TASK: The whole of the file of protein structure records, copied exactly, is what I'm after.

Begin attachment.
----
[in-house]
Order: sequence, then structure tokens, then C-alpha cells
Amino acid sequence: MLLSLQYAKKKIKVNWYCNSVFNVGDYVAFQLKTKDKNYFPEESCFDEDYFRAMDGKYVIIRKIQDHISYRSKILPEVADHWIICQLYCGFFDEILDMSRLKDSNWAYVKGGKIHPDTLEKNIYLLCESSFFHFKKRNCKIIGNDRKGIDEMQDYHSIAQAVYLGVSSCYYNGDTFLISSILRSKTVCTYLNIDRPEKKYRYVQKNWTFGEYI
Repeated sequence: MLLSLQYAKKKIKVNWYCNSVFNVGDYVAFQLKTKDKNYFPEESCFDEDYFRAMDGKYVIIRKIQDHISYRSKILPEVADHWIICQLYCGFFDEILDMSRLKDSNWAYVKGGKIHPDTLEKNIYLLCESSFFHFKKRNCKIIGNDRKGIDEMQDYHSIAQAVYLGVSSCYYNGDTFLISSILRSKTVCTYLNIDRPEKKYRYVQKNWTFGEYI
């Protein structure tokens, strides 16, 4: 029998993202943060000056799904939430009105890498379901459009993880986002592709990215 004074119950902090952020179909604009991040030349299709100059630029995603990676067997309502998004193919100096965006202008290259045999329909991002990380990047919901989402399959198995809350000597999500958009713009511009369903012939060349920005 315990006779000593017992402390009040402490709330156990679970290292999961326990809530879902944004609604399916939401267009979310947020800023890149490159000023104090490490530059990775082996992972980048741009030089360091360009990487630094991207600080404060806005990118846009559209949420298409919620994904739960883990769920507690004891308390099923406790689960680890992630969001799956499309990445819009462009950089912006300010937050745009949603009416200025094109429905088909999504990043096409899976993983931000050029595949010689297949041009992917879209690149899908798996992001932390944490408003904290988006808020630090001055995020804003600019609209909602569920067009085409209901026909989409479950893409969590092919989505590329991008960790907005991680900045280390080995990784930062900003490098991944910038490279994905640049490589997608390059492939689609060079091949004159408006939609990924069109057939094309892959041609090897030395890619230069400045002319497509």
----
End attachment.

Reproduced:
[in-house]
Order: sequence, then structure tokens, then C-alpha cells
Amino acid sequence: MLLSLQYAKKKIKVNWYCNSVFNVGDYVAFQLKTKDKNYFPEESCFDEDYFRAMDGKYVIIRKIQDHISYRSKILPEVADHWIICQLYCGFFDEILDMSRLKDSNWAYVKGGKIHPDTLEKNIYLLCESSFFHFKKRNCKIIGNDRKGIDEMQDYHSIAQAVYLGVSSCYYNGDTFLISSILRSKTVCTYLNIDRPEKKYRYVQKNWTFGEYI
Repeated sequence: MLLSLQYAKKKIKVNWYCNSVFNVGDYVAFQLKTKDKNYFPEESCFDEDYFRAMDGKYVIIRKIQDHISYRSKILPEVADHWIICQLYCGFFDEILDMSRLKDSNWAYVKGGKIHPDTLEKNIYLLCESSFFHFKKRNCKIIGNDRKGIDEMQDYHSIAQAVYLGVSSCYYNGDTFLISSILRSKTVCTYLNIDRPEKKYRYVQKNWTFGEYI
């Protein structure tokens, strides 16, 4: 029998993202943060000056799904939430009105890498379901459009993880986002592709990215 004074119950902090952020179909604009991040030349299709100059630029995603990676067997309502998004193919100096965006202008290259045999329909991002990380990047919901989402399959198995809350000597999500958009713009511009369903012939060349920005 315990006779000593017992402390009040402490709330156990679970290292999961326990809530879902944004609604399916939401267009979310947020800023890149490159000023104090490490530059990775082996992972980048741009030089360091360009990487630094991207600080404060806005990118846009559209949420298409919620994904739960883990769920507690004891308390099923406790689960680890992630969001799956499309990445819009462009950089912006300010937050745009949603009416200025094109429905088909999504990043096409899976993983931000050029595949010689297949041009992917879209690149899908798996992001932390944490408003904290988006808020630090001055995020804003600019609209909602569920067009085409209901026909989409479950893409969590092919989505590329991008960790907005991680900045280390080995990784930062900003490098991944910038490279994905640049490589997608390059492939689609060079091949004159408006939609990924069109057939094309892959041609090897030395890619230069400045002319497509």